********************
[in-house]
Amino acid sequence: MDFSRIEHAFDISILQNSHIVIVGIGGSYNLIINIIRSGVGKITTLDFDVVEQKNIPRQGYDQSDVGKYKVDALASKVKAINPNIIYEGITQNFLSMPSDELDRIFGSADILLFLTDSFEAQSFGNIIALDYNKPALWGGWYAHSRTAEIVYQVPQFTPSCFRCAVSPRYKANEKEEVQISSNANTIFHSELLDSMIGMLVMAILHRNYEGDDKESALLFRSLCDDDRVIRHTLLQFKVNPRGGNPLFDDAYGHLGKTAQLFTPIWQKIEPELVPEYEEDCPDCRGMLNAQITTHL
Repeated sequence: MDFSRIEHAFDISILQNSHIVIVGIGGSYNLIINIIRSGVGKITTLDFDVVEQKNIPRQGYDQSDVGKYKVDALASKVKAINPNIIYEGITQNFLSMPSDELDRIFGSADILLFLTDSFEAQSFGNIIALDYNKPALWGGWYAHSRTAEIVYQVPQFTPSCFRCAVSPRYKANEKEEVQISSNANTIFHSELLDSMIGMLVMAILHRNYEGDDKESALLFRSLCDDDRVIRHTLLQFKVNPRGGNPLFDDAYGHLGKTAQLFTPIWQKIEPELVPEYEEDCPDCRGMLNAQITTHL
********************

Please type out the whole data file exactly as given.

[in-house]
Amino acid sequence: MDFSRIEHAFDISILQNSHIVIVGIGGSYNLIINIIRSGVGKITTLDFDVVEQKNIPRQGYDQSDVGKYKVDALASKVKAINPNIIYEGITQNFLSMPSDELDRIFGSADILLFLTDSFEAQSFGNIIALDYNKPALWGGWYAHSRTAEIVYQVPQFTPSCFRCAVSPRYKANEKEEVQISSNANTIFHSELLDSMIGMLVMAILHRNYEGDDKESALLFRSLCDDDRVIRHTLLQFKVNPRGGNPLFDDAYGHLGKTAQLFTPIWQKIEPELVPEYEEDCPDCRGMLNAQITTHL
Repeated sequence: MDFSRIEHAFDISILQNSHIVIVGIGGSYNLIINIIRSGVGKITTLDFDVVEQKNIPRQGYDQSDVGKYKVDALASKVKAINPNIIYEGITQNFLSMPSDELDRIFGSADILLFLTDSFEAQSFGNIIALDYNKPALWGGWYAHSRTAEIVYQVPQFTPSCFRCAVSPRYKANEKEEVQISSNANTIFHSELLDSMIGMLVMAILHRNYEGDDKESALLFRSLCDDDRVIRHTLLQFKVNPRGGNPLFDDAYGHLGKTAQLFTPIWQKIEPELVPEYEEDCPDCRGMLNAQITTHL